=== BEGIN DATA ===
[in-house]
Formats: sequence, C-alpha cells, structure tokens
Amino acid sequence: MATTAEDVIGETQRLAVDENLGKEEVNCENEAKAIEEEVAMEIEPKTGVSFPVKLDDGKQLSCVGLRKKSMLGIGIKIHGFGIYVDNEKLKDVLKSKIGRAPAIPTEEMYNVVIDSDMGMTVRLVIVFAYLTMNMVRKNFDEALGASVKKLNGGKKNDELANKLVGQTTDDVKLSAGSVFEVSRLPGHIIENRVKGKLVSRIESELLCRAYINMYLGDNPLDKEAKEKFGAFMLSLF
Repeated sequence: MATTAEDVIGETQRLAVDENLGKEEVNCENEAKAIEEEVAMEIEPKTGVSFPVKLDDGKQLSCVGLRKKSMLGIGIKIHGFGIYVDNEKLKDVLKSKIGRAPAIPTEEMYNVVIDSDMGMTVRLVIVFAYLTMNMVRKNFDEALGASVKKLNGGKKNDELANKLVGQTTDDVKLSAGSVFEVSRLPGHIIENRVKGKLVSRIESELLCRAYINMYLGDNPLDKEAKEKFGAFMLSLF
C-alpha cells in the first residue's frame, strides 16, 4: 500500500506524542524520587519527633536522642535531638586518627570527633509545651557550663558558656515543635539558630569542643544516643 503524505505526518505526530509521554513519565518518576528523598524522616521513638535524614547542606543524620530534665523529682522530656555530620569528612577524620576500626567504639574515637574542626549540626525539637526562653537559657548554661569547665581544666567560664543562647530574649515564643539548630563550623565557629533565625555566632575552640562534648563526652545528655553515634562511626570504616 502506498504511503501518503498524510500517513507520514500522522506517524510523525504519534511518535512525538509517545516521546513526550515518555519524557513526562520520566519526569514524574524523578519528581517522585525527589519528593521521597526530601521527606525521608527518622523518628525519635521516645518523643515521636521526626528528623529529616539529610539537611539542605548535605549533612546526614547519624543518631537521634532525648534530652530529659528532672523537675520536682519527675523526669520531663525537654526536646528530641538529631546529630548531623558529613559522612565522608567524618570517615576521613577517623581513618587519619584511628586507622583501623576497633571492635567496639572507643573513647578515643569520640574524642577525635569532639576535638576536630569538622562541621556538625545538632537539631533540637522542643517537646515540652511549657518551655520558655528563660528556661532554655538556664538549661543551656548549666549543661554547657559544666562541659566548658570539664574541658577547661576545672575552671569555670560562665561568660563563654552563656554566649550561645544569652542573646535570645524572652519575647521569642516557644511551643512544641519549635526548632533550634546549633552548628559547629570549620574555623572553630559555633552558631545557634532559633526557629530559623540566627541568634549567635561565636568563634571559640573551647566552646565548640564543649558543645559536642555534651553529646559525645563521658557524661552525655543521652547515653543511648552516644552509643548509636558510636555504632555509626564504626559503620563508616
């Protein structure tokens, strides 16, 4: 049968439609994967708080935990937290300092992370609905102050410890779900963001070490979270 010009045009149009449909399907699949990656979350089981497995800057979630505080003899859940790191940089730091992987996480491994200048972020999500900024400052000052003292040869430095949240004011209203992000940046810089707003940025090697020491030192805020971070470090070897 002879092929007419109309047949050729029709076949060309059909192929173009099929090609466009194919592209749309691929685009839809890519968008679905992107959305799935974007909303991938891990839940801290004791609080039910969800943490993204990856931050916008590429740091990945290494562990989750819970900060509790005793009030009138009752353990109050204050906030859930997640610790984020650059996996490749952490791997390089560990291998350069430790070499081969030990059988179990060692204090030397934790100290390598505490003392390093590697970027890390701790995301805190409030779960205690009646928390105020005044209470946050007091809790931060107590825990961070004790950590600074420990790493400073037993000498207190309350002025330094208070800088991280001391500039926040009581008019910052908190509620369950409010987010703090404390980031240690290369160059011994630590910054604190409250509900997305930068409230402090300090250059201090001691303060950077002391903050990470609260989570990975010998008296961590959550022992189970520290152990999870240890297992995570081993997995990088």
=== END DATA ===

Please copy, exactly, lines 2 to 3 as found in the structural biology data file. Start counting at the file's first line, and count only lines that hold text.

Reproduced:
Formats: sequence, C-alpha cells, structure tokens
Amino acid sequence: MATTAEDVIGETQRLAVDENLGKEEVNCENEAKAIEEEVAMEIEPKTGVSFPVKLDDGKQLSCVGLRKKSMLGIGIKIHGFGIYVDNEKLKDVLKSKIGRAPAIPTEEMYNVVIDSDMGMTVRLVIVFAYLTMNMVRKNFDEALGASVKKLNGGKKNDELANKLVGQTTDDVKLSAGSVFEVSRLPGHIIENRVKGKLVSRIESELLCRAYINMYLGDNPLDKEAKEKFGAFMLSLF